Scott was then asked what types of places Master Chief will be heading in the Halo 4. He said that with the Chief headed toward a mysterious new planet, the team is investing heavily in the look and feel of the Forerunner civilization. O'Connor chimed in, saying that players have seen inert, abandoned Forerunner structures in the past, but now they'll see what that technology looks like when it isn't completely dead.
    Tojima was asked about how he plans to provide audio cues to players. He said that it's hard, but his main goal is to achieve music and audio design that's well synched with the story. He started audio production by writing down the emotional connection that the player should be feeling. Wolfkill noted that with every piece audio that the game has, it's telling a story.
    As for how Tojima and his team create an otherworldly sound that is grounded in reality, he said that the audio team is focused on creating something unique, but also believable. "Exciting, realistic" audio is his emphasis, he said, and in the galaxy of the future, Master Chief's experience should sound something a little bit different.
    So to provide the types of sounds they were looking for, he said they frequently traveled abroad to places like Tazmania, as well as operated "in extremely dangerous conditions to capture just the right audio." They then rolled a trailer of a handful of audio engineers in an open field in Washington, firing off potato launchers and other explosive items that were surrounded by microphones. Some of these misfired in unexpected ways.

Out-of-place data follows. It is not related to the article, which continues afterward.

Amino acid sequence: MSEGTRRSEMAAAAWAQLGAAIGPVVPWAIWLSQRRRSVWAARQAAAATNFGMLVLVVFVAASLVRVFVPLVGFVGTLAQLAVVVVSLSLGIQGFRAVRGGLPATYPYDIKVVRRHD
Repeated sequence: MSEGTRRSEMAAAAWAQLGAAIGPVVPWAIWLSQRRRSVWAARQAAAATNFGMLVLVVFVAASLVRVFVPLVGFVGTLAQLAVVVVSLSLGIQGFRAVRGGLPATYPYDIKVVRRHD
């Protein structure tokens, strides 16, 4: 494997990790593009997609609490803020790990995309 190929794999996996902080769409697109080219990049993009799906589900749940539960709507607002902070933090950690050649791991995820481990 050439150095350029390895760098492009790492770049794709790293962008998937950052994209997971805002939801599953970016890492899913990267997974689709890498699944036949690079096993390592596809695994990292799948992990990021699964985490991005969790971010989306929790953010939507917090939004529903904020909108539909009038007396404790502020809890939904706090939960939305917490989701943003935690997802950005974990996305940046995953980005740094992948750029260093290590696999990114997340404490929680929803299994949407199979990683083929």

Holmes was then asked how Halo 4 would play. "Well, it plays like Halo," he quipped. However, he said it's important to take risks and evolve the feel of gameplay. He said it's all about the question of balance and maintaining the core feel of Halo while also adding in new weapons and abilities. The team also wants to provide new experiences that players haven't had before. He said that it's important to give players options to solve problems in a variety of ways.
    The question of Cortana's role in Halo 4 was then brought up, and Holmes said that Master Chief's personal artifical intelligence definitely has an important role in the game. Though the game is largely about Master Chief and his story, Cortana plays an important role in the character's development. Wolfkill followed that by saying the two have a unique relationship that hasn't been addressed in other games, so continuing that and fleshing it out further is important to the team.